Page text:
LAW REPORT / Greek case violated religious freedom: Kokkinakis v Greece - European Court of Human Rights, Strasbourg 25 May 1993

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Although legislature could be designed to punish improper proselytism but not true evangelism, a conviction of proselytism infringed the accused's right to freedom to manifest his religion, where the court had not found sufficient facts to warrant a finding of improper proselytism.

The European Court of Human Rights held by six votes to three that there had been a violation of article 9 (right to freedom of religion) of the European Convention on Human Rights in the case of Mr Kokkinakis, a Jehovah's witness.

Mr and Mrs Kokkinakis, who were Jehovah's Witnesses, called at the home of an orthodox Christian. Mr Kokkinakis insisted that they should be let in and engaged in a discussion during which he attempted to convert her by reading from various books and giving her others. The couple were convicted of proselytism. On appeal Mrs Kokkinakis was acquitted but her husband's conviction was upheld. Mr Kokkinakis alleged, inter alia, violations of article 9.

THE EUROPEAN COURT OF HUMAN RIGHTS, in its majority judgment, said that as enshrined in article 9, freedom of thought, conscience and religion was one of the most vital elements that went to make up the identity of believers and of their conception of life, but it was also a precious asset for atheists, agnostics, sceptics and the unconcerned. The pluralism indissociable from a democratic society depended on it.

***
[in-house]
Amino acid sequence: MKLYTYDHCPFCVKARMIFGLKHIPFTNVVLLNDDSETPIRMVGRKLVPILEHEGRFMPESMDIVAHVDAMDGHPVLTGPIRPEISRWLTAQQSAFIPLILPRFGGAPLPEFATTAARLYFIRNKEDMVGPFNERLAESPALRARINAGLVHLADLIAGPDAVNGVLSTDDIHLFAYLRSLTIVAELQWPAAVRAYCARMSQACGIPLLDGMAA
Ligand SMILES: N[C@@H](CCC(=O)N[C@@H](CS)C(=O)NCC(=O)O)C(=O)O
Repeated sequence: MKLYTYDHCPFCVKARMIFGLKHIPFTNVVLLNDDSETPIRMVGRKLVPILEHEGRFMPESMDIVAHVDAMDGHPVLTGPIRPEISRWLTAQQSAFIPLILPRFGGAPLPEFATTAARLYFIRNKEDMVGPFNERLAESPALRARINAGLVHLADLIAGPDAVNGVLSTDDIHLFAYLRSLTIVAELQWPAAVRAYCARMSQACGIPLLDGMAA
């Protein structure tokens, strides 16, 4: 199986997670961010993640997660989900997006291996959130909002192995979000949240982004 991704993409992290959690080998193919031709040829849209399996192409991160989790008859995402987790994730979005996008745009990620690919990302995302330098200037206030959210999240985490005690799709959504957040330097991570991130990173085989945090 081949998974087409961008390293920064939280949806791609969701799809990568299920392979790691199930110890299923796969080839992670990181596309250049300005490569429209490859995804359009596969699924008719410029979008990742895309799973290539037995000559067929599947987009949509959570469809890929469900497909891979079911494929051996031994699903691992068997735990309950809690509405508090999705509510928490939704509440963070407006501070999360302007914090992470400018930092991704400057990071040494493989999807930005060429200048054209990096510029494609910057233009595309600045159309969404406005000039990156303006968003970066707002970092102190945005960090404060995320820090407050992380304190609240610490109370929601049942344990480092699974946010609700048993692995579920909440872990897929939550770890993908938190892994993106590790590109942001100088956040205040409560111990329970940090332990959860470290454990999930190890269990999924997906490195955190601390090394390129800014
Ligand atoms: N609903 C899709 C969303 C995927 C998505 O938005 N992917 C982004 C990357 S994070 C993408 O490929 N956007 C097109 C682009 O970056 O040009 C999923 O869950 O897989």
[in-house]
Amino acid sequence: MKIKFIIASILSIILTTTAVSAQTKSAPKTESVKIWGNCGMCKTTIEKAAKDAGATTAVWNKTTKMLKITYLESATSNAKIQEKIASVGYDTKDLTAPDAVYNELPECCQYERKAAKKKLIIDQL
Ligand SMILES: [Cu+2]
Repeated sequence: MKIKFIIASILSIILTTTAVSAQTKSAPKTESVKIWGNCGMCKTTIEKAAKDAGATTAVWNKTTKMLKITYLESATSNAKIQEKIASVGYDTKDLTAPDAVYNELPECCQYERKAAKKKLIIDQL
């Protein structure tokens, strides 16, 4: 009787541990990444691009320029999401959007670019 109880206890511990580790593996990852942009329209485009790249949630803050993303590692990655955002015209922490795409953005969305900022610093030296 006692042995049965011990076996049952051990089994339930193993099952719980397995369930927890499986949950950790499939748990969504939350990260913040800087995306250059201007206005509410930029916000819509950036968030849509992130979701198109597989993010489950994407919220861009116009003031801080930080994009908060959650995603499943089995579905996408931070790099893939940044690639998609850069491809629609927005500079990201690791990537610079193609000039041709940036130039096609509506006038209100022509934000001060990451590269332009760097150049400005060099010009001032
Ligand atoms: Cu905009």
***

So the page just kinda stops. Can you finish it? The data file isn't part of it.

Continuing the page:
Religious freedom implied freedom to manifest one's religion, not only in community with others, in public and within the circle of those whose faith one shared, but also alone and in private; it included in principle the right to try to convince one's neighbour, for example through teaching.

The fundamental nature of the rights guaranteed in article 9 was also reflected in the wording providing for the limitations on them. The impugned Greek measure pursued the legitimate aim of the protection of the rights and freedoms of others. A distinction had to be made between bearing Christian witness and improper proselytism. The former corresponded to true evangelism; the latter a corruption or defamation of it, which was not compatible with respect for the freedom of thought, conscience and religion of others.

The relevant criteria adopted by the Greek legislature could be considered acceptable in so far as they were designed only to punish improper proselytism. However, the Greek courts had not sufficiently specified in what way the accused had attempted to convince his neighbour by improper means. None of the facts warranted that finding.

Therefore there had been a violation of article 9.

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